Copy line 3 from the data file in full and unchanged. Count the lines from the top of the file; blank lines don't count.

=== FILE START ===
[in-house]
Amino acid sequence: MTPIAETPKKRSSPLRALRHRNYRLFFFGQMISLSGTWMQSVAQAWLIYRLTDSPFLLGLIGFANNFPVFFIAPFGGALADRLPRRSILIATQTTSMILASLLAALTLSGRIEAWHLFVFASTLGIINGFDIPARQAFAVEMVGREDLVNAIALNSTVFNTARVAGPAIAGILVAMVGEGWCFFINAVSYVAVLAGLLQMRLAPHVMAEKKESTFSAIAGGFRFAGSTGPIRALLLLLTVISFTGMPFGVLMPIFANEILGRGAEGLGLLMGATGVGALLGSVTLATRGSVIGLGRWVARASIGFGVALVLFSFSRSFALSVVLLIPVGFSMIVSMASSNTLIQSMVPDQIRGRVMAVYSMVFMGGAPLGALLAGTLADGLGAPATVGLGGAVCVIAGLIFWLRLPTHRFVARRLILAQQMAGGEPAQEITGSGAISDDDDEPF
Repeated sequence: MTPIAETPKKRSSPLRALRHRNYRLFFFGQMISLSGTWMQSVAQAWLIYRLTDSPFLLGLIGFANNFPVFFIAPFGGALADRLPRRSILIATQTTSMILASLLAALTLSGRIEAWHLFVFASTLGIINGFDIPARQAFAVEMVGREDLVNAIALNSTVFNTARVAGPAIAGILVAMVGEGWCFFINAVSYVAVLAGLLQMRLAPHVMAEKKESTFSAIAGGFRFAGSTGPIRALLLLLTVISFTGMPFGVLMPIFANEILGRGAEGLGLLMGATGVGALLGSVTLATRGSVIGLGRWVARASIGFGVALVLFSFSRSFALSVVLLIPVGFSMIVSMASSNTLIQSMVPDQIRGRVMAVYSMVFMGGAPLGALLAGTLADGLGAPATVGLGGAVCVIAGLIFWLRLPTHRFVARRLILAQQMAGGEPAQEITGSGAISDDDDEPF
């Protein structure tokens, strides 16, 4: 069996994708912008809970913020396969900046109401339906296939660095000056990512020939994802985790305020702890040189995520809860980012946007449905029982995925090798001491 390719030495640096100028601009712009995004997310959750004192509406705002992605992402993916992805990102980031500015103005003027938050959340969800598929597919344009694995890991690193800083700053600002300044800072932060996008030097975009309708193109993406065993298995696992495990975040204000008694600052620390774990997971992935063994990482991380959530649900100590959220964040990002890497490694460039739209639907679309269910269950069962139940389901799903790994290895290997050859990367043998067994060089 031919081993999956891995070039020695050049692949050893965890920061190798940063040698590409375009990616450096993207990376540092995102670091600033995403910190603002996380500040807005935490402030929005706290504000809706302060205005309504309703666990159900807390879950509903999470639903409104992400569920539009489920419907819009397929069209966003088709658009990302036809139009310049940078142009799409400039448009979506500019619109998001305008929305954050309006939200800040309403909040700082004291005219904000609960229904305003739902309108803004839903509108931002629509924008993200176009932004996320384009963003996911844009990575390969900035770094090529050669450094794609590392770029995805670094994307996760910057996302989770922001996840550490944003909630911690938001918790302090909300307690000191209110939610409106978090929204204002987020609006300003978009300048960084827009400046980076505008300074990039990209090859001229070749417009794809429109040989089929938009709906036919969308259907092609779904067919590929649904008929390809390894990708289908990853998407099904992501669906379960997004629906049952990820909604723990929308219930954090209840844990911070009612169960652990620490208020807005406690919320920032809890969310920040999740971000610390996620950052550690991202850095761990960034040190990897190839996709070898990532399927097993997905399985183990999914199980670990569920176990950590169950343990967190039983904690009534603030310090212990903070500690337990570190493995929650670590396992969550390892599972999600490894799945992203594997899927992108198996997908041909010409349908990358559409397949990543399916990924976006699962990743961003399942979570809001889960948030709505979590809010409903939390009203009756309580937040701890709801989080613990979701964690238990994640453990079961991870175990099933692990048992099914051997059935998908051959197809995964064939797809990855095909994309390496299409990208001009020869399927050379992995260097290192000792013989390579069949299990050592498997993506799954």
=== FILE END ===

Repeated sequence: MTPIAETPKKRSSPLRALRHRNYRLFFFGQMISLSGTWMQSVAQAWLIYRLTDSPFLLGLIGFANNFPVFFIAPFGGALADRLPRRSILIATQTTSMILASLLAALTLSGRIEAWHLFVFASTLGIINGFDIPARQAFAVEMVGREDLVNAIALNSTVFNTARVAGPAIAGILVAMVGEGWCFFINAVSYVAVLAGLLQMRLAPHVMAEKKESTFSAIAGGFRFAGSTGPIRALLLLLTVISFTGMPFGVLMPIFANEILGRGAEGLGLLMGATGVGALLGSVTLATRGSVIGLGRWVARASIGFGVALVLFSFSRSFALSVVLLIPVGFSMIVSMASSNTLIQSMVPDQIRGRVMAVYSMVFMGGAPLGALLAGTLADGLGAPATVGLGGAVCVIAGLIFWLRLPTHRFVARRLILAQQMAGGEPAQEITGSGAISDDDDEPF